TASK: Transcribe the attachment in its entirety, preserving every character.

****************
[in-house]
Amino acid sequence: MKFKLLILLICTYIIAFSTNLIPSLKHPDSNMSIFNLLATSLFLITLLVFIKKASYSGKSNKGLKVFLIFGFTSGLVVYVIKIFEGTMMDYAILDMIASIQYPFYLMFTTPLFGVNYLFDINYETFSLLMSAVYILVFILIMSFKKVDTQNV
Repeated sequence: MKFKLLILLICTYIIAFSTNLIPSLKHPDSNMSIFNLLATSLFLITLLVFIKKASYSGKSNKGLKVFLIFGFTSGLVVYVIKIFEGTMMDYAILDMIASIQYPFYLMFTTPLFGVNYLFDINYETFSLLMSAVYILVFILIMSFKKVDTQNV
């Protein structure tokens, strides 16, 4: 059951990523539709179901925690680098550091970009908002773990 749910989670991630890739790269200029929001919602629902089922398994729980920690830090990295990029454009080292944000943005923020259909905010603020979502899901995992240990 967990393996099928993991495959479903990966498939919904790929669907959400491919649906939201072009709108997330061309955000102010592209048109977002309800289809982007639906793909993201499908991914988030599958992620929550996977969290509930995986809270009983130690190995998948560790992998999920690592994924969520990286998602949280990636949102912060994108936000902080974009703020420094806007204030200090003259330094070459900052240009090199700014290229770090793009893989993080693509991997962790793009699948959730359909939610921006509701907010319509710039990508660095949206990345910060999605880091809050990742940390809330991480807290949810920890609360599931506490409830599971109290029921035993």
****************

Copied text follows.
[in-house]
Amino acid sequence: MKFKLLILLICTYIIAFSTNLIPSLKHPDSNMSIFNLLATSLFLITLLVFIKKASYSGKSNKGLKVFLIFGFTSGLVVYVIKIFEGTMMDYAILDMIASIQYPFYLMFTTPLFGVNYLFDINYETFSLLMSAVYILVFILIMSFKKVDTQNV
Repeated sequence: MKFKLLILLICTYIIAFSTNLIPSLKHPDSNMSIFNLLATSLFLITLLVFIKKASYSGKSNKGLKVFLIFGFTSGLVVYVIKIFEGTMMDYAILDMIASIQYPFYLMFTTPLFGVNYLFDINYETFSLLMSAVYILVFILIMSFKKVDTQNV
């Protein structure tokens, strides 16, 4: 059951990523539709179901925690680098550091970009908002773990 749910989670991630890739790269200029929001919602629902089922398994729980920690830090990295990029454009080292944000943005923020259909905010603020979502899901995992240990 967990393996099928993991495959479903990966498939919904790929669907959400491919649906939201072009709108997330061309955000102010592209048109977002309800289809982007639906793909993201499908991914988030599958992620929550996977969290509930995986809270009983130690190995998948560790992998999920690592994924969520990286998602949280990636949102912060994108936000902080974009703020420094806007204030200090003259330094070459900052240009090199700014290229770090793009893989993080693509991997962790793009699948959730359909939610921006509701907010319509710039990508660095949206990345910060999605880091809050990742940390809330991480807290949810920890609360599931506490409830599971109290029921035993």